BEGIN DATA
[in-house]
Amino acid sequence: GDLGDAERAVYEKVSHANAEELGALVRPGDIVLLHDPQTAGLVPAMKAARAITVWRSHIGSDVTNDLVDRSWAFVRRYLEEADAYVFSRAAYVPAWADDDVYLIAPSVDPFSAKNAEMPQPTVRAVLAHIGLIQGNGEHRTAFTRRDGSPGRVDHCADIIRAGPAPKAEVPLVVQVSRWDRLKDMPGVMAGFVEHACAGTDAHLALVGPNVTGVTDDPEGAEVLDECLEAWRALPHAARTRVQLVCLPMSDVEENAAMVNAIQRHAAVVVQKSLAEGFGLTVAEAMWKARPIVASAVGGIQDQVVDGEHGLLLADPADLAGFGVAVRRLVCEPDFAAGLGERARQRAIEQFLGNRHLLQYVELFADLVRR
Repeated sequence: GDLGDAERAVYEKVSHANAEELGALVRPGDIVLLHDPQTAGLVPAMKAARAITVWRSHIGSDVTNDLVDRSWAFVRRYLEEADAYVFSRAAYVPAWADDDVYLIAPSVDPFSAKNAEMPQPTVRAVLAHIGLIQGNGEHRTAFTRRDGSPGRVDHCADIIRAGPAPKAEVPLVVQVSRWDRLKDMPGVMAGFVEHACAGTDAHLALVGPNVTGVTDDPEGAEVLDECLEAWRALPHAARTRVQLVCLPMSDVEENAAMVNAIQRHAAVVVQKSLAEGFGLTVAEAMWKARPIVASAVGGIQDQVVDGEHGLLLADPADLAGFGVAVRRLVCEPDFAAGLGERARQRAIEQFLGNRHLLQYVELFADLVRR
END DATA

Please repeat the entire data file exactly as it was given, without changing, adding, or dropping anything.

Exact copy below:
[in-house]
Amino acid sequence: GDLGDAERAVYEKVSHANAEELGALVRPGDIVLLHDPQTAGLVPAMKAARAITVWRSHIGSDVTNDLVDRSWAFVRRYLEEADAYVFSRAAYVPAWADDDVYLIAPSVDPFSAKNAEMPQPTVRAVLAHIGLIQGNGEHRTAFTRRDGSPGRVDHCADIIRAGPAPKAEVPLVVQVSRWDRLKDMPGVMAGFVEHACAGTDAHLALVGPNVTGVTDDPEGAEVLDECLEAWRALPHAARTRVQLVCLPMSDVEENAAMVNAIQRHAAVVVQKSLAEGFGLTVAEAMWKARPIVASAVGGIQDQVVDGEHGLLLADPADLAGFGVAVRRLVCEPDFAAGLGERARQRAIEQFLGNRHLLQYVELFADLVRR
Repeated sequence: GDLGDAERAVYEKVSHANAEELGALVRPGDIVLLHDPQTAGLVPAMKAARAITVWRSHIGSDVTNDLVDRSWAFVRRYLEEADAYVFSRAAYVPAWADDDVYLIAPSVDPFSAKNAEMPQPTVRAVLAHIGLIQGNGEHRTAFTRRDGSPGRVDHCADIIRAGPAPKAEVPLVVQVSRWDRLKDMPGVMAGFVEHACAGTDAHLALVGPNVTGVTDDPEGAEVLDECLEAWRALPHAARTRVQLVCLPMSDVEENAAMVNAIQRHAAVVVQKSLAEGFGLTVAEAMWKARPIVASAVGGIQDQVVDGEHGLLLADPADLAGFGVAVRRLVCEPDFAAGLGERARQRAIEQFLGNRHLLQYVELFADLVRR